To Tweet or not to Tweet…


Last term, as part of our involvement in the Lambeth Teaching Alliance, we ran a series of sessions for a group of PGCE students from the Institute of Education one of which focused on the benefits of Twitter and personal learning networks (PLNs).  To prepare, I automatically turned to the CLC’s PLN asking if anyone had any examples.  As usual, our followers came up trumps and Oliver Quinlan (lead tutor in the school of education from the University of Plymouth) immediately responded with a link to a film of one of his BEd students talking about his use of twitter.

http://youtu.be/4qNG1OAiae8

As my warm up activity had also been lifted from a twitter posting I felt that I was really  showcasing practice in action.   The sessions went well and I hope that many could see the potential of twitter as both a support network and a platform for sharing ideas.

For those who are regular users, many articles on the benefits of  social media for educators, pass by our eyes most days. It’s preaching to the converted.  Those who ‘get it’ can be very evangelical in their passion for the platform but to others who have not joined the social media movement, this passion can be a little off putting.

In addition to our session for PGCE students, we’ve run several other courses over the last few months  on the benefits of twitter for learning, sharing, discussing and exchanging.   At our recent Aspiring Leaders conference on a chilly Saturday in November, headteacher Neil Hopkins told the gathered group of assistant and deputy headteachers that if we weren’t learning, if we weren’t constantly seeking to improve our practice and acquire new ideas then  we just weren’t good enough.  His words were a little stronger and the message was clear.  To the twitter sceptics, it is sometimes hard to make the case that a tool, often used for dissemination of salacious gossip, could possibly have more serious application.  But there is no better case for giving Twitter a try than to learn and feel inspired by others.

Adam, a class teacher from Bonneville Primary, is a keen advocate of twitter for his professional development:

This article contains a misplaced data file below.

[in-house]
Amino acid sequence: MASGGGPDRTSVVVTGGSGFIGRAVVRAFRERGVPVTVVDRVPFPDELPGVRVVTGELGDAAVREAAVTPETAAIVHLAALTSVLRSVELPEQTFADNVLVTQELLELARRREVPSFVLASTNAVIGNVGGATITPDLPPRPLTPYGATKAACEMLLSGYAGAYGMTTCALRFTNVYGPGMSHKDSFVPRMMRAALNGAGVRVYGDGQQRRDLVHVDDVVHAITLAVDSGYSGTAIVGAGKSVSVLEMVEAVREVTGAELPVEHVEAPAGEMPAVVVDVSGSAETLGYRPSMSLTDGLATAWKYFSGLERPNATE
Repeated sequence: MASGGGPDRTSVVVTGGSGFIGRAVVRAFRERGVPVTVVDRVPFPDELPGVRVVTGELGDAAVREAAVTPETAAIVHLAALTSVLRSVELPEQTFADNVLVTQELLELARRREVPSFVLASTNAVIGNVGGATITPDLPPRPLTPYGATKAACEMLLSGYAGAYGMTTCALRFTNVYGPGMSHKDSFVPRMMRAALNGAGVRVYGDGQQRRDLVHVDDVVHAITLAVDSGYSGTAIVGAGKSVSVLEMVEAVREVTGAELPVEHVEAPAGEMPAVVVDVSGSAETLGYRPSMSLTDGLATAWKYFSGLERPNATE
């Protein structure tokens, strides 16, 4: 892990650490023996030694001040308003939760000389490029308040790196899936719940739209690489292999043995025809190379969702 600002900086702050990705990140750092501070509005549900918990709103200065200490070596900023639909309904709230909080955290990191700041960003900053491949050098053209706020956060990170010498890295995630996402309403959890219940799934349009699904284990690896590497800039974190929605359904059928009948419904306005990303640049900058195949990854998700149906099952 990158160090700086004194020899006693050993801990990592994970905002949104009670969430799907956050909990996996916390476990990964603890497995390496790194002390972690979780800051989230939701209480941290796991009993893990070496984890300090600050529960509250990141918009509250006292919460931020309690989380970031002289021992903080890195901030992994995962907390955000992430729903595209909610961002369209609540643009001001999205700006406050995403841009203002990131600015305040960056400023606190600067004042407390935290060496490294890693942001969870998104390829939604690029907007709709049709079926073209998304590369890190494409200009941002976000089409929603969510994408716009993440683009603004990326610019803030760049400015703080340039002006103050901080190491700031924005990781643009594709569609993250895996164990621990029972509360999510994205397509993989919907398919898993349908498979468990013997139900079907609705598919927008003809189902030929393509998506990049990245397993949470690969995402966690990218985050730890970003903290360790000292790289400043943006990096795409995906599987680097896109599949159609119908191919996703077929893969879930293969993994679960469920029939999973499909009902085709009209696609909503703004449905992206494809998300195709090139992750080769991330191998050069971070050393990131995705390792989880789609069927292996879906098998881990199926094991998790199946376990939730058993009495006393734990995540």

For the CLC team, twitter is our window on the world.  In the current climate there is neither time nor money to attend events but with the click of a button you can follow conferences and training via hashtags, you can ask experts, you can share ideas with your peers.

‘But it’s too overwhelming’, I hear you say, ‘How do you cope with all of the  stuff that passes you by’   Easy – Evernote (http://evernote.com).  This free application allows you to curate content through a system of  tagging.  It doesn’t even need to pass through your brain.  By labelling and storing you can then forgot about it until you have need.  My Evernote has many folders, from iPads and Programming to Social Media and Family Learning.  I have hundreds of articles and notes which were sourced on twitter and can then be referred to when needed.   So, our advice is don’t hang back.  Check out some of our tweeting schools  or follow a couple of Lambeth teachers.  Make it your new year’s resolution to at least give it try..

Start by following a few Lambeth schools/settings:

@ashmoleprimary
@telfertweets
@ststephenssw8
@st_stephensCc (children’s centre)
@ethelredcc
@sunnyhillsw16
@woodyprimary
@WoodmansterneCC
@RosendaleSchool
@crownlaneschool
@lambethclc
@HerbMorrPriSch
@elmgreenschool
@UnitedLearning
@henry_cavendish
@immanuelprimary
@ccb_school
@StAndrewsSW16
@StockwellPri
@StAndrewsSW9


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